CLUB 20, a business advocacy group for Colorado’s 22 Western Counties, Friday afternoon passed a resolution supporting the “bipartisan nature” and “broad coalition” of the Senate’s immigration overhaul bill, which was written by the “Gang of 8” Senators. The resolution – passed by unanimous consent at Friday’s fall meeting of the Board – encouraged the Colorado Congressional delegation to support the principles of the bill. Club 20 says the bill, which passed the Senate in June, makes important fixes to an outdated visa system, provides significantly more tools and resources to secure the border, establishes a sensible system for the future flow of immigration, and creates a tough but fair path to citizenship for undocumented immigrants. The House of Representatives has not yet voted upon the bill or an alternative.
WILDLIFE OFFICIALS REMIND HUNTERS TO KNOW RULES
Every hunting season, officers for Colorado Parks and Wildlife hand out thousands of tickets for violations that cost hunters hundreds of thousands of dollars. While some of those tickets are for flagrant violations of wildlife regulations and hunting laws, many more are for minor violations that could have been avoided. Hunters are reminded that not only can they be fined for violations, they can also lose their hunting privileges in Colorado and the 34 other states that cooperatively participate in a wildlife compact agreement. Wildlife officials say hunters need to set aside some time to review the Colorado Big Game Brochure. The brochure explains many of the common violations and how to avoid them. A list of some of the most common violations has been provided below.
- Not wearing fluorescent orange: You must wear at least 500 inches of daylight fluorescent orange, plus a head covering of the same color that can be seen from all directions. Camouflage orange or mesh orange do not qualify.
- Carrying loaded firearms in or on vehicles: Rifles must not have ammunition in the chamber while in or on any motor vehicles. For those riding ATVs, weapons (rifles and bows) must also be in a closed case and fully unloaded (chamber and magazine). Most accidents involving firearms occur in or near vehicles.
- Shooting from a road: Before firing a shot, you must be at least 50 feet off of a designated state or county road, and just off forest service or BLM roads. You also cannot shoot across a road.
- License not voided: After you kill an animal, you must void the license immediately.
- Improperly attached carcass tag: The carcass tag must be attached to the animal. The best way is to cut a hole in the hide and attach with a tie. It is OK to wait until you get back to camp or to your vehicle to attach the carcass tag.
- No evidence of sex: Be sure to leave evidence of sex naturally attached to the carcass. Evidence includes the head, the ovum or the scrotum.
- Waste of game meat: Big game meat can begin to spoil at 38 degrees. To keep the carcass cool, remove the hide as soon as possible after the kill to allow for air to circulate around the meat. Reduce the mass of the carcass by quartering the meat or boning out the meat. Place the meat in a cooler as soon as possible. Even in cold weather, a carcass should not hang outside for more than 36 hours. Remember: Because game meat contains very little fat, it cannot be aged like beef. The so-called “gamey taste” is caused by spoilage, not because the animal is wild. To learn how to field dress a big game animal, see the video at: http://wildlife.state.co.us/NewsMedia/Videos.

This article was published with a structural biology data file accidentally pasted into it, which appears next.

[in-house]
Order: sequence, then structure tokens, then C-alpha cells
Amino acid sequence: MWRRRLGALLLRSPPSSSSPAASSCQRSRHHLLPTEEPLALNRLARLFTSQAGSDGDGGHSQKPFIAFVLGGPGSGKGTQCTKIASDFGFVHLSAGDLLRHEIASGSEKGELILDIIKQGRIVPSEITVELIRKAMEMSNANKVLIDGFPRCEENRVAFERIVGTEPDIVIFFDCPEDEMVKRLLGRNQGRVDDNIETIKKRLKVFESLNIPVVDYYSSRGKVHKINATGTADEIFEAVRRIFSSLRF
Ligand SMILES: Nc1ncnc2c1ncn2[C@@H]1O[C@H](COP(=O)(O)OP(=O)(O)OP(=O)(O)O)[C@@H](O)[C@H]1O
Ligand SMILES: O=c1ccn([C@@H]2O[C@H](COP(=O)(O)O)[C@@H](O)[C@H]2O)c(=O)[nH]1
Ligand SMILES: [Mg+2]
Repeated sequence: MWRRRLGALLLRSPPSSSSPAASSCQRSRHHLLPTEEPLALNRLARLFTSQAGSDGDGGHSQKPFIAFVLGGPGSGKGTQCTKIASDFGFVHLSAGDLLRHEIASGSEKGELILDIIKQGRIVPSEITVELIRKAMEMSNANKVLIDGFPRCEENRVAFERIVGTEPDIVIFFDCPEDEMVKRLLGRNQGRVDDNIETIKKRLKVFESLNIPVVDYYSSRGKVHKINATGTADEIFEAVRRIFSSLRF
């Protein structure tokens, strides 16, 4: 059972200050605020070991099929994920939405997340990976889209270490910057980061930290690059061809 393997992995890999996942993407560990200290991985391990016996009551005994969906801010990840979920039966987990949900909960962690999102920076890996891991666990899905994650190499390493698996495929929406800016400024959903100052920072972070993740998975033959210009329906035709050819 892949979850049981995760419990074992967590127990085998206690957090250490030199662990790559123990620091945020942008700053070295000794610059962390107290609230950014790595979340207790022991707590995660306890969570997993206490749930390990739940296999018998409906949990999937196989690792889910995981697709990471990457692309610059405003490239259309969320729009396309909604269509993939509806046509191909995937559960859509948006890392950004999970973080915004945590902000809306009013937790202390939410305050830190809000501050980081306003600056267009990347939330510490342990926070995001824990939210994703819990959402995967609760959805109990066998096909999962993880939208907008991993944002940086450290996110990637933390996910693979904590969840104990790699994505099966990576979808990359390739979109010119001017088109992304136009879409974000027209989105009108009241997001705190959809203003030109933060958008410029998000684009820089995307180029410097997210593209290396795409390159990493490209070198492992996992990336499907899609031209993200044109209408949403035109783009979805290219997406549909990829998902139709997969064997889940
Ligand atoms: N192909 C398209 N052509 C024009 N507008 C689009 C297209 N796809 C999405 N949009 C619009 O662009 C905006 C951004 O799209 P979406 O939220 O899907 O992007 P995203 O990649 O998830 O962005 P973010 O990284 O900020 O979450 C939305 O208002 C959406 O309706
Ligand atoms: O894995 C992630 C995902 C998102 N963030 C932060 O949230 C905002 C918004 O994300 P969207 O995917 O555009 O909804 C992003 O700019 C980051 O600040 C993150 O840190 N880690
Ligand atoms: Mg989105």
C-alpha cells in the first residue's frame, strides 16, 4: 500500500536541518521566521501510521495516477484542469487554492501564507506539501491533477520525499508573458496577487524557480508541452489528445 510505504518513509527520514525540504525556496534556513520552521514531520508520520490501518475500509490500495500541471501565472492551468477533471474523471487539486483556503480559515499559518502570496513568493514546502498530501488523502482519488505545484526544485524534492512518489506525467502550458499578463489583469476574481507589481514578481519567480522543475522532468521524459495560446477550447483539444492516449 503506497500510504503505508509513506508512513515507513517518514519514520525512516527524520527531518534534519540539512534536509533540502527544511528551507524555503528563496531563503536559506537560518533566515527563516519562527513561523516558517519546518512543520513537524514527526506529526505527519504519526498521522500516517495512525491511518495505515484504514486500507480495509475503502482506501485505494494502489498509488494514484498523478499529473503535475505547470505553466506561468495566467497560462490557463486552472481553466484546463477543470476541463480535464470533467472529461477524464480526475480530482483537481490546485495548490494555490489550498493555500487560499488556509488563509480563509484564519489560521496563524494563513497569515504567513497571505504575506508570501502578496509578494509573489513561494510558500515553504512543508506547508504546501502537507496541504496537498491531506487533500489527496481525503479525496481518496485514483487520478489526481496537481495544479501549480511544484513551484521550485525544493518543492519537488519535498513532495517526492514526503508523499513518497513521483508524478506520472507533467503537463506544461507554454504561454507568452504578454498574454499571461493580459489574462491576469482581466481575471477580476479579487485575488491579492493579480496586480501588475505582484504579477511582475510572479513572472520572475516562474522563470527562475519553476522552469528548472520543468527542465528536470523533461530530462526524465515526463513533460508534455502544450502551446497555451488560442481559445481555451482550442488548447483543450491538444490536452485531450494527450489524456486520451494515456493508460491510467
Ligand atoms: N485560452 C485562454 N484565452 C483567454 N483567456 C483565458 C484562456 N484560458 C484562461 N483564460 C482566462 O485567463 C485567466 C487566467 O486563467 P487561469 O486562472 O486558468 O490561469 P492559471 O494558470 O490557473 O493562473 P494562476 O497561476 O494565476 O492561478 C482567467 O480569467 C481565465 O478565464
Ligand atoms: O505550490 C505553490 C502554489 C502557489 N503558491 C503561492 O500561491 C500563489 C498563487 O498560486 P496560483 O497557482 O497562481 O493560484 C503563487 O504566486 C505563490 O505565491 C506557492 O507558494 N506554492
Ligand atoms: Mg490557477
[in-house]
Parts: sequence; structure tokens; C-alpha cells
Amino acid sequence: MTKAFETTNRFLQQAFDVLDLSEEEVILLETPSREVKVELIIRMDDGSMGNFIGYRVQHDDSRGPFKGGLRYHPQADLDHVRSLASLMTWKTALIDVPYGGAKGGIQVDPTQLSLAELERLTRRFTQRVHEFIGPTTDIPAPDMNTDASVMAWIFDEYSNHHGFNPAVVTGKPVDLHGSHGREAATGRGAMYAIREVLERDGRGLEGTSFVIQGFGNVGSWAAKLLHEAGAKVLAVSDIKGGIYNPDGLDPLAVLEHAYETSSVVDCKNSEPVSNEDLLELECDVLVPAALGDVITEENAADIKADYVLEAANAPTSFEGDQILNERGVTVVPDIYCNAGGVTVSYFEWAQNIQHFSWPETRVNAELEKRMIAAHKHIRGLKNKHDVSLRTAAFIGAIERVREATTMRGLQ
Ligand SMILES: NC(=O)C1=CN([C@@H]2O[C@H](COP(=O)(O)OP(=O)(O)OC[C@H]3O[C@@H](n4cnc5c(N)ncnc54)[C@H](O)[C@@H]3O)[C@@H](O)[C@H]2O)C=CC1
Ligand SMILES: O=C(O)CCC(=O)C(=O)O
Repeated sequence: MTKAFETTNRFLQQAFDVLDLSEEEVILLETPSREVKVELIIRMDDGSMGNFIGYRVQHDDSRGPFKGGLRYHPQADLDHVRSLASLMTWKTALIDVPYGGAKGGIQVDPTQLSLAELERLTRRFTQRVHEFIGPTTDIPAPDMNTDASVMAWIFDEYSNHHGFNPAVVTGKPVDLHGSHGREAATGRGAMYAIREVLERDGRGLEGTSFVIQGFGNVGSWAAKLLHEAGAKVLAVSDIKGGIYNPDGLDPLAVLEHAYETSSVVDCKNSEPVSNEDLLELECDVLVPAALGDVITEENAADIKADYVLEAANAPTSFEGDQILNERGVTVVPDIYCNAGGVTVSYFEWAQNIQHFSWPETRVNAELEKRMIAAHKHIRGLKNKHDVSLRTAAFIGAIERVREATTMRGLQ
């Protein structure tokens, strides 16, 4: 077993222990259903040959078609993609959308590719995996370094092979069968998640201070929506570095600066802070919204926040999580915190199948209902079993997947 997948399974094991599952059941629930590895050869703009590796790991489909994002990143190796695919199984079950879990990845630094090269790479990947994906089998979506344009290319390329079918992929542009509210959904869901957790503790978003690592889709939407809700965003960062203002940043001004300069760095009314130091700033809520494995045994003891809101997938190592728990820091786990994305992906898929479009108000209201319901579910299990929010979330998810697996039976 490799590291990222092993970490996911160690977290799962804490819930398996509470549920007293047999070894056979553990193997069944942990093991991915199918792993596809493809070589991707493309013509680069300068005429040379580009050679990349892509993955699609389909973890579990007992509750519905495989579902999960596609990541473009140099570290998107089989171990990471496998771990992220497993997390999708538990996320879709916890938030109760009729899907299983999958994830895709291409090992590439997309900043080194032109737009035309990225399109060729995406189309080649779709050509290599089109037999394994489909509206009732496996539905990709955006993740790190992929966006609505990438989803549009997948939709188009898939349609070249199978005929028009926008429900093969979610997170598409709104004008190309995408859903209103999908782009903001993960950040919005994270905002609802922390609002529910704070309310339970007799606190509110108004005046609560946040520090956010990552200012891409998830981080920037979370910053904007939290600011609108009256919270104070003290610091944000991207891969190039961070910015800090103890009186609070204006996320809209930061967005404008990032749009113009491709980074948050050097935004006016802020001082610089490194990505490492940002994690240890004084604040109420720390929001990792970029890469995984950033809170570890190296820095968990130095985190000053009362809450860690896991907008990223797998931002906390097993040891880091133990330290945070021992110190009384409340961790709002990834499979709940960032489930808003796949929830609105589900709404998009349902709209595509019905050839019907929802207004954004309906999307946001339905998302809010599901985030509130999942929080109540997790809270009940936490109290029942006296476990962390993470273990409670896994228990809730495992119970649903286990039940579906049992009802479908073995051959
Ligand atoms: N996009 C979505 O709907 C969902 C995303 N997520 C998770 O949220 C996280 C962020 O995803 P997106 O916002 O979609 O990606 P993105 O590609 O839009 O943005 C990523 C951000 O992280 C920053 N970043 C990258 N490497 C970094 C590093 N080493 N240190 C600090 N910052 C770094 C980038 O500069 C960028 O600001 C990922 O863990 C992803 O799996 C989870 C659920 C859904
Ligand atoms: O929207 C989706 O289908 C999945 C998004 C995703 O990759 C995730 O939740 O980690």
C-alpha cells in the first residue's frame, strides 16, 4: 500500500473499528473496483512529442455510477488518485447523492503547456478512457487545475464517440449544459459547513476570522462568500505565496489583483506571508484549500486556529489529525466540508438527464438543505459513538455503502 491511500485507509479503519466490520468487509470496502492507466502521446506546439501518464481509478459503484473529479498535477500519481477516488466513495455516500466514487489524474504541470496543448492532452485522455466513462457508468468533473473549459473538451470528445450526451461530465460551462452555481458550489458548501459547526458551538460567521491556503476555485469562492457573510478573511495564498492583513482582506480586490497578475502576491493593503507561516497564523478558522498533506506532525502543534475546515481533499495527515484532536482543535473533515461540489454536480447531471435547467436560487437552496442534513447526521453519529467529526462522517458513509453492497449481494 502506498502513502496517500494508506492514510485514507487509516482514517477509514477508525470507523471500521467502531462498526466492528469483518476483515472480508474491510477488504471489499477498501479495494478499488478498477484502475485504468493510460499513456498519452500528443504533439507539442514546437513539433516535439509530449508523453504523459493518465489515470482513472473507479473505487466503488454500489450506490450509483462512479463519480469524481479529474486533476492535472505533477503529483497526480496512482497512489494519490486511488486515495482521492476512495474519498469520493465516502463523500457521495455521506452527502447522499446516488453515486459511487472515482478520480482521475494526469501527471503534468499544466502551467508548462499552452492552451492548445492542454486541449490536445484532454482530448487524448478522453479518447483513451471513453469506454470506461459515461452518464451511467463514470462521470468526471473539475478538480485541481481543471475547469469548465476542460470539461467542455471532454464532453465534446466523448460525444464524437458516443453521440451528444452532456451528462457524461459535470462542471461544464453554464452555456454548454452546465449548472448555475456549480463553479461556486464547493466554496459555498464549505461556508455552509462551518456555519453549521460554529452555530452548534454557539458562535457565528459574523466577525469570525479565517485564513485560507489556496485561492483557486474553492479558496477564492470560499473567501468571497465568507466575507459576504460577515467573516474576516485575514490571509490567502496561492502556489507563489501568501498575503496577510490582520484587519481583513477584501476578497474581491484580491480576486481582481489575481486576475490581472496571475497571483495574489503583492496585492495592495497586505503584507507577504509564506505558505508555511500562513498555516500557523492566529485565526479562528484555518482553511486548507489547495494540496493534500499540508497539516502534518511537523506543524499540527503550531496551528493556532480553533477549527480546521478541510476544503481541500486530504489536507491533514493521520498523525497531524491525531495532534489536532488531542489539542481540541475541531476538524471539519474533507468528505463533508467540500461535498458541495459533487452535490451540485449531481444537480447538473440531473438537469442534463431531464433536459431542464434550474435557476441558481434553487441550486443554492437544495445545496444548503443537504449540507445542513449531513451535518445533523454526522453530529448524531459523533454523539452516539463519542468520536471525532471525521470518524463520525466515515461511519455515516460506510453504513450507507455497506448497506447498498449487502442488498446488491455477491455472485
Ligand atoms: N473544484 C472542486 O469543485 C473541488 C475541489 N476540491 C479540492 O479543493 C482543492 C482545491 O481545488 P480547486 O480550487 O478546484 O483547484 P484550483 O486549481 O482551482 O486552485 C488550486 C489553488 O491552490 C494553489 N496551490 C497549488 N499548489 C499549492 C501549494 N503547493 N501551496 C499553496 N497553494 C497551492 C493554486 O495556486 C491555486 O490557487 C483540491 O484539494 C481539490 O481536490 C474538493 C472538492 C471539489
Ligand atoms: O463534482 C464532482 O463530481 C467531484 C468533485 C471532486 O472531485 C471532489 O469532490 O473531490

- Shooting a spike-antlered elk: Hunters who hold a cow elk tag sometimes shoot spike bulls. Be sure of your target. If you are shooting at a long distance or in low light conditions, it can be difficult to see spike antlers. If you are not absolutely sure, do not shoot.
- Illegally tagging an animal: You can only place a tag on an animal that you shot. You cannot trade tags with other license holders, or use tags of other license holders.
BRIDGEWORK SCHEDULED FOR NEXT WEEK NEAR ROCK SPRINGS
Beginning today, the Wyoming Department of Transportation will close a small section on the west end of Sunset Boulevard in Rock Springs as crews begin paving on the Flaming Gorge Road Project. The closure is expected to last about 10 days. Motorists traveling on US 191 will not be able to access Sunset Blvd and will be detoured eastbound on Foothill Blvd, onto the Interchange Road near the Rock Springs Wastewater Treatment Plant and then back onto Sunset. In addition, those traveling west on Sunset Blvd will not be allowed to access US 191 near Cruel Jacks. Residents and workers will still be able to access their homes on Sunset Blvd. from the east end. WYDOT recommends all travelers on Interstate 80 wishing to access Sunset Boulevard do so at exit 102, Dewar Drive, if possible. Expect delays and be cautious of roadside workers. The Flaming Gorge Road project consists of one bridge replacement and two bridge improvements at the intersection of US 191 South and Interstate 80 near Cruel Jack’s. The first bridge off exit 99 that travels over I-80 is the one being replaced.
In high school sports:
Over the weekend:
Little Snake River Valley lost to Saratoga (58-12).
Meeker defeated Coal Ridge (36-13).
Steamboat topped Summit County (37-32).
Soroco beat Justice (54-6).
Rangely shut out Plateau Valley (60-0).
Moffat County fell to Rifle (62-0).
Hayden lost to Day Spring Christian (70-16).
At Moffat County’s tournament, Steamboat beat Basalt Moffat County and Cedaredge, and lost to Olathe. Moffat County lost all of their matches.
Meeker defeated Hayden (3-1).
Rangely fell to Plateau Valley (3-0) and beat Hotchkiss (3-2).
Little Snake River Valley topped Manila (3-0) and Farson-Eden (3-0).
Hayden beat Vail Mountain (3-1).
Soroco beat West Grand (2-1).
In boys soccer:
Steamboat topped Rifle (5-0).
In boys soccer:
Moffat County heads to Rifle at 4.
In boys golf:
Steamboat goes to a tournament in Aspen at 8.
Moffat County goes to Durango at 9.